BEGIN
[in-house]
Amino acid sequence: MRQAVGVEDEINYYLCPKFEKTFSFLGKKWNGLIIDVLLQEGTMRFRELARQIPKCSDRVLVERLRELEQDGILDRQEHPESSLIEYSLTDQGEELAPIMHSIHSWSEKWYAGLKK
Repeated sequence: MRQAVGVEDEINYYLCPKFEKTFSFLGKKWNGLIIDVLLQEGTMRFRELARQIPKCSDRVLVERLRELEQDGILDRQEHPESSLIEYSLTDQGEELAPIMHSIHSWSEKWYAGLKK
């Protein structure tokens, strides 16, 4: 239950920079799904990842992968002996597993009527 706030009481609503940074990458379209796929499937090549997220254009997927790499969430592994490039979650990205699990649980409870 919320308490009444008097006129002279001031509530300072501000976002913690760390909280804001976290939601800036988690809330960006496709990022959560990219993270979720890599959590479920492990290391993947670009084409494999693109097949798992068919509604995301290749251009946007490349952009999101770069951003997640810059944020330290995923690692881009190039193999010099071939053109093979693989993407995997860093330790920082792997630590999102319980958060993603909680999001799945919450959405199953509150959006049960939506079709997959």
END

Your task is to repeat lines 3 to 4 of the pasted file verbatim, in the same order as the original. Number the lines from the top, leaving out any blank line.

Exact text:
Repeated sequence: MRQAVGVEDEINYYLCPKFEKTFSFLGKKWNGLIIDVLLQEGTMRFRELARQIPKCSDRVLVERLRELEQDGILDRQEHPESSLIEYSLTDQGEELAPIMHSIHSWSEKWYAGLKK
């Protein structure tokens, strides 16, 4: 239950920079799904990842992968002996597993009527 706030009481609503940074990458379209796929499937090549997220254009997927790499969430592994490039979650990205699990649980409870 919320308490009444008097006129002279001031509530300072501000976002913690760390909280804001976290939601800036988690809330960006496709990022959560990219993270979720890599959590479920492990290391993947670009084409494999693109097949798992068919509604995301290749251009946007490349952009999101770069951003997640810059944020330290995923690692881009190039193999010099071939053109093979693989993407995997860093330790920082792997630590999102319980958060993603909680999001799945919450959405199953509150959006049960939506079709997959």